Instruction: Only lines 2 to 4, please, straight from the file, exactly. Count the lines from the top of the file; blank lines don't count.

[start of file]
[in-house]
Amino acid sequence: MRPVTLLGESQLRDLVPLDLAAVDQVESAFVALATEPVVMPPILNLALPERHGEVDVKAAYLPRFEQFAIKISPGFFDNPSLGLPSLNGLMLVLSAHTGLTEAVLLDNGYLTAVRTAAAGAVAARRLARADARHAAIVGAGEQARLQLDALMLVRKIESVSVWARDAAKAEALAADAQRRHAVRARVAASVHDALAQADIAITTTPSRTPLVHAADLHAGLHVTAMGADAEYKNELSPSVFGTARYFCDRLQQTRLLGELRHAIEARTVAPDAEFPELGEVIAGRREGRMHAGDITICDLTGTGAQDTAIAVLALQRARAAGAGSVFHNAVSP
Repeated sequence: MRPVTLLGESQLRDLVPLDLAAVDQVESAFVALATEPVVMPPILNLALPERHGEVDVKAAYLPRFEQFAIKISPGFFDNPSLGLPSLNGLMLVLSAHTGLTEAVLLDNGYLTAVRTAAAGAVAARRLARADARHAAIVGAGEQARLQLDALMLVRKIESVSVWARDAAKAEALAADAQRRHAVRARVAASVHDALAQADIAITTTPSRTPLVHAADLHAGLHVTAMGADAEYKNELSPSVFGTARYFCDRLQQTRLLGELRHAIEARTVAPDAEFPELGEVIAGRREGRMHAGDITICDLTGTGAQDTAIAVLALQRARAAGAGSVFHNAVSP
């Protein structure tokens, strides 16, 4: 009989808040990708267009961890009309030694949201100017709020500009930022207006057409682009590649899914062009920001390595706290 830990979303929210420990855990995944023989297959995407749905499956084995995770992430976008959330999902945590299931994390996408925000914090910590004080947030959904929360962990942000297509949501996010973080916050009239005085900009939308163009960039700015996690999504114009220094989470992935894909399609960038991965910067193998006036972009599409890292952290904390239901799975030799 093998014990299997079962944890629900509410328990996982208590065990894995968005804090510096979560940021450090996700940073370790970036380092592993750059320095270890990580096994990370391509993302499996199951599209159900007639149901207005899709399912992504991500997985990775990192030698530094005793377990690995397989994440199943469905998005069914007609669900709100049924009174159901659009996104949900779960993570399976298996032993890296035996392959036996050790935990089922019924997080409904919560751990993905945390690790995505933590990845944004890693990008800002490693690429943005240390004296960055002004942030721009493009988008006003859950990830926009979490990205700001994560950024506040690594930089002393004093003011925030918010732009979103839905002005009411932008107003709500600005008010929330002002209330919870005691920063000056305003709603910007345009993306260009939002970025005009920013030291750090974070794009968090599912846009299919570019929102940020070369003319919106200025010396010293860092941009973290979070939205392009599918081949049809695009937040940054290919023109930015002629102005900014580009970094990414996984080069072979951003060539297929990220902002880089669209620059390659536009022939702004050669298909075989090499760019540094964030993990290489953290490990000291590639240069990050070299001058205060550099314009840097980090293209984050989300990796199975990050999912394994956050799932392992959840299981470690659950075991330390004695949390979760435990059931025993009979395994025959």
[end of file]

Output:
Amino acid sequence: MRPVTLLGESQLRDLVPLDLAAVDQVESAFVALATEPVVMPPILNLALPERHGEVDVKAAYLPRFEQFAIKISPGFFDNPSLGLPSLNGLMLVLSAHTGLTEAVLLDNGYLTAVRTAAAGAVAARRLARADARHAAIVGAGEQARLQLDALMLVRKIESVSVWARDAAKAEALAADAQRRHAVRARVAASVHDALAQADIAITTTPSRTPLVHAADLHAGLHVTAMGADAEYKNELSPSVFGTARYFCDRLQQTRLLGELRHAIEARTVAPDAEFPELGEVIAGRREGRMHAGDITICDLTGTGAQDTAIAVLALQRARAAGAGSVFHNAVSP
Repeated sequence: MRPVTLLGESQLRDLVPLDLAAVDQVESAFVALATEPVVMPPILNLALPERHGEVDVKAAYLPRFEQFAIKISPGFFDNPSLGLPSLNGLMLVLSAHTGLTEAVLLDNGYLTAVRTAAAGAVAARRLARADARHAAIVGAGEQARLQLDALMLVRKIESVSVWARDAAKAEALAADAQRRHAVRARVAASVHDALAQADIAITTTPSRTPLVHAADLHAGLHVTAMGADAEYKNELSPSVFGTARYFCDRLQQTRLLGELRHAIEARTVAPDAEFPELGEVIAGRREGRMHAGDITICDLTGTGAQDTAIAVLALQRARAAGAGSVFHNAVSP
């Protein structure tokens, strides 16, 4: 009989808040990708267009961890009309030694949201100017709020500009930022207006057409682009590649899914062009920001390595706290 830990979303929210420990855990995944023989297959995407749905499956084995995770992430976008959330999902945590299931994390996408925000914090910590004080947030959904929360962990942000297509949501996010973080916050009239005085900009939308163009960039700015996690999504114009220094989470992935894909399609960038991965910067193998006036972009599409890292952290904390239901799975030799 093998014990299997079962944890629900509410328990996982208590065990894995968005804090510096979560940021450090996700940073370790970036380092592993750059320095270890990580096994990370391509993302499996199951599209159900007639149901207005899709399912992504991500997985990775990192030698530094005793377990690995397989994440199943469905998005069914007609669900709100049924009174159901659009996104949900779960993570399976298996032993890296035996392959036996050790935990089922019924997080409904919560751990993905945390690790995505933590990845944004890693990008800002490693690429943005240390004296960055002004942030721009493009988008006003859950990830926009979490990205700001994560950024506040690594930089002393004093003011925030918010732009979103839905002005009411932008107003709500600005008010929330002002209330919870005691920063000056305003709603910007345009993306260009939002970025005009920013030291750090974070794009968090599912846009299919570019929102940020070369003319919106200025010396010293860092941009973290979070939205392009599918081949049809695009937040940054290919023109930015002629102005900014580009970094990414996984080069072979951003060539297929990220902002880089669209620059390659536009022939702004050669298909075989090499760019540094964030993990290489953290490990000291590639240069990050070299001058205060550099314009840097980090293209984050989300990796199975990050999912394994956050799932392992959840299981470690659950075991330390004695949390979760435990059931025993009979395994025959």